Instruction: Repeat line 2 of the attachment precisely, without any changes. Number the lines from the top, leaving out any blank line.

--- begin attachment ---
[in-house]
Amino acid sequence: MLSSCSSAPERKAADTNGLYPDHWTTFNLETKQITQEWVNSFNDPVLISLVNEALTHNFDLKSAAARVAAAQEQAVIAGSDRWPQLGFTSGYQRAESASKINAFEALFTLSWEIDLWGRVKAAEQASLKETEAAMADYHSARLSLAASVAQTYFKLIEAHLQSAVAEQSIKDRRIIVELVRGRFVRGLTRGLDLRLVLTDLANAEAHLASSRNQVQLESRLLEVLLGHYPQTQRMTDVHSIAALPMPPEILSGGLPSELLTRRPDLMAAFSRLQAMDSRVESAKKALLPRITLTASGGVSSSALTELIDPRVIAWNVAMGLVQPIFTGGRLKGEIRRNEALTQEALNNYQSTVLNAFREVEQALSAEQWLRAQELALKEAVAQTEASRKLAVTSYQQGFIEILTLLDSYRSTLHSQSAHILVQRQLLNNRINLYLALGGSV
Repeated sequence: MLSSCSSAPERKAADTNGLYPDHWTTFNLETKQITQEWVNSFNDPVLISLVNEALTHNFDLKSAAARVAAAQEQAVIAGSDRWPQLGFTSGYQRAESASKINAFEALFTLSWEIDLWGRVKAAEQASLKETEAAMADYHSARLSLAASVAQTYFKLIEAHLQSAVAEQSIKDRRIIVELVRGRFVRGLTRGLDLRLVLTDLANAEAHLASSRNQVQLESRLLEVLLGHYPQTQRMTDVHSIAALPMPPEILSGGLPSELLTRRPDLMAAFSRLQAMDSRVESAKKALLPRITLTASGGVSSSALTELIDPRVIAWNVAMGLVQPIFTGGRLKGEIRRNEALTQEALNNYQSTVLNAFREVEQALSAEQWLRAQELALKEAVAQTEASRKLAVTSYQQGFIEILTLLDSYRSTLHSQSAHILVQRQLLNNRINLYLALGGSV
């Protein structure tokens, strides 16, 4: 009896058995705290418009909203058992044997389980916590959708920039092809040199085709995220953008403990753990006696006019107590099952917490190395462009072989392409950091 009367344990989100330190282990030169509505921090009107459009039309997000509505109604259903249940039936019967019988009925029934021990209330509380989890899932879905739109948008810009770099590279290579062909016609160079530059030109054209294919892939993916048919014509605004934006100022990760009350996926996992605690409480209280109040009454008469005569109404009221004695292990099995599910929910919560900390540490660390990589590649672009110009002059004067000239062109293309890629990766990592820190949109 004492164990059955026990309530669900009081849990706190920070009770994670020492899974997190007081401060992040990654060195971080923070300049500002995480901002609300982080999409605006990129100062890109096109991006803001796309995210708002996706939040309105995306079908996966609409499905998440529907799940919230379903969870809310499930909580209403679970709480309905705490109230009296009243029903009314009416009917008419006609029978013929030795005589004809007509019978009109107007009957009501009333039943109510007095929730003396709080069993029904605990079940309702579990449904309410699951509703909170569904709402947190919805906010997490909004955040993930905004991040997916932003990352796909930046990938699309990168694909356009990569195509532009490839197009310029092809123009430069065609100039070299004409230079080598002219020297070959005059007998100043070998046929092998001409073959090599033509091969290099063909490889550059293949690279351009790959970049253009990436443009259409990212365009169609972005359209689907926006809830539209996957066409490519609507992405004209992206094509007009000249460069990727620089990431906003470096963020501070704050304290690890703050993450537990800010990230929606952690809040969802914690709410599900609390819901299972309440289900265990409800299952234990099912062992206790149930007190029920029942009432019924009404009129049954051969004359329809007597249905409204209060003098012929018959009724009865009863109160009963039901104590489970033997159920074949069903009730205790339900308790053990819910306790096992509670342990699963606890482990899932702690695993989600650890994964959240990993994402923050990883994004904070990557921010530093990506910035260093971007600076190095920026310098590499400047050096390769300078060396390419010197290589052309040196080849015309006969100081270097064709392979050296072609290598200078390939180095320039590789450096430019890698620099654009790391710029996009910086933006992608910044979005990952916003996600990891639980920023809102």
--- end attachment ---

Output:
Amino acid sequence: MLSSCSSAPERKAADTNGLYPDHWTTFNLETKQITQEWVNSFNDPVLISLVNEALTHNFDLKSAAARVAAAQEQAVIAGSDRWPQLGFTSGYQRAESASKINAFEALFTLSWEIDLWGRVKAAEQASLKETEAAMADYHSARLSLAASVAQTYFKLIEAHLQSAVAEQSIKDRRIIVELVRGRFVRGLTRGLDLRLVLTDLANAEAHLASSRNQVQLESRLLEVLLGHYPQTQRMTDVHSIAALPMPPEILSGGLPSELLTRRPDLMAAFSRLQAMDSRVESAKKALLPRITLTASGGVSSSALTELIDPRVIAWNVAMGLVQPIFTGGRLKGEIRRNEALTQEALNNYQSTVLNAFREVEQALSAEQWLRAQELALKEAVAQTEASRKLAVTSYQQGFIEILTLLDSYRSTLHSQSAHILVQRQLLNNRINLYLALGGSV